It’s not hard to visit another world if you know where to look, and Marc Singer‘s Dark Days takes us into such a world that existed, not long ago, underneath Manhattan. The film revolves around an encampment of possibly thousands enjoying the benefits of the modern world with their own homes, pets, and electricity, all while covered in total darkness.
The film begins by examining what life is like below the surface of the earth. It asks what brought them down there and what it takes to survive in a world without light. Then it changes course and turns into a struggle film as outside factors complicate life in the tunnels.
The environments in the film are striking. Light from the camera only lasts for a couple of feet before it drops off into blackness, only to illuminate a sort of dystopian world covered with bottles and garbage strewn off into oblivion. The outside shots give this film the feel of a post apocalyptic future where the sun no longer exists, rather than below one of the richest cities in the world. Choosing to film in black and white helps extend the sense of unease by taking us just a bit farther away from reality.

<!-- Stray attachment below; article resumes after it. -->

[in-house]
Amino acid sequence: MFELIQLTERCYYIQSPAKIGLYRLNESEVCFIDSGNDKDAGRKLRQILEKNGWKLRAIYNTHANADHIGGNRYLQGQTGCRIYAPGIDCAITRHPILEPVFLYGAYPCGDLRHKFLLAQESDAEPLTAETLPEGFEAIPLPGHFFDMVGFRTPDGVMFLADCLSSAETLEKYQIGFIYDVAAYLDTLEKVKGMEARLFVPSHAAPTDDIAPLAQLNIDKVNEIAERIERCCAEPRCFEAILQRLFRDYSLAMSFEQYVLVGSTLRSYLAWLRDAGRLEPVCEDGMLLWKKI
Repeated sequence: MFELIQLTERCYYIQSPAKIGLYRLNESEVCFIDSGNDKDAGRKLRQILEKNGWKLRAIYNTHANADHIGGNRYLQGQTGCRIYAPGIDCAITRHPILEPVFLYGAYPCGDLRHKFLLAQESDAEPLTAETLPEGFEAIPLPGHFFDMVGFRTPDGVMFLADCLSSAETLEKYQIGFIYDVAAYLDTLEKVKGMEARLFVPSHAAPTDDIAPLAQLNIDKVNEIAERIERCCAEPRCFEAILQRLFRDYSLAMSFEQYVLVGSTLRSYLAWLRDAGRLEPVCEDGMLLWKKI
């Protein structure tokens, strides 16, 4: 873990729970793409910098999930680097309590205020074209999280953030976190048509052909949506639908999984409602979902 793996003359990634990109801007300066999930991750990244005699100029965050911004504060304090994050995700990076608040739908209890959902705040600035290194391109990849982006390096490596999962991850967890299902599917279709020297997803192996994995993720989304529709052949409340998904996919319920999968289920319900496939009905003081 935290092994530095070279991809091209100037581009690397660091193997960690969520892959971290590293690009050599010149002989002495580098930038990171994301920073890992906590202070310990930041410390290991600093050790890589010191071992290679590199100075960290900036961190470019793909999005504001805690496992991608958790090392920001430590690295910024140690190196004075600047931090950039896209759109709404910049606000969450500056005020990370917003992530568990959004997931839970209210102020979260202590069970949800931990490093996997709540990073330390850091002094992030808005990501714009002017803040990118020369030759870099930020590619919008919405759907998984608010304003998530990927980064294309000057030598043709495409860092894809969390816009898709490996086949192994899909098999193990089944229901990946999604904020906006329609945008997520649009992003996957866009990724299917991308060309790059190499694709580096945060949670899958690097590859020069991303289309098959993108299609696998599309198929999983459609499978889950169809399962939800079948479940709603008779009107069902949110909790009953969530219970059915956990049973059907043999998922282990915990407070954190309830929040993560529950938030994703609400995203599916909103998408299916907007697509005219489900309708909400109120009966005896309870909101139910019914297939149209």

All the while the world presented to the audience is also a very human one. It shows people who have been pushed to the brink, but who are carving out a new life for themselves on the frontier of the junkyard of capitalism. Building shacks out of plywood, with electricity, and a place to keep their stuff gives these people amenities that many sleeping on the streets above them can’t afford at all. While the occasional vendetta happens, the community still has a sense of almost old west order to it because of the respect developed by living with each other for years.
It should also be noted that the soundtrack by Bay Area native DJ Shadow is also extremely impressive. His underground hip hop fits the literal underground setting of the film, fitting the somewhat raw style of the film.
What’s almost as amazing as the subject of the film is the people behind the camera. The filmmaker Marc Singer moved to New York at 17 and after hearing about the tunnels he decided to make a film about them. He essentially lived in the tunnels these people. The budget was a shoestring with most of his film donated, no real budget, and a bunch of maxed out credit cards. Awesome.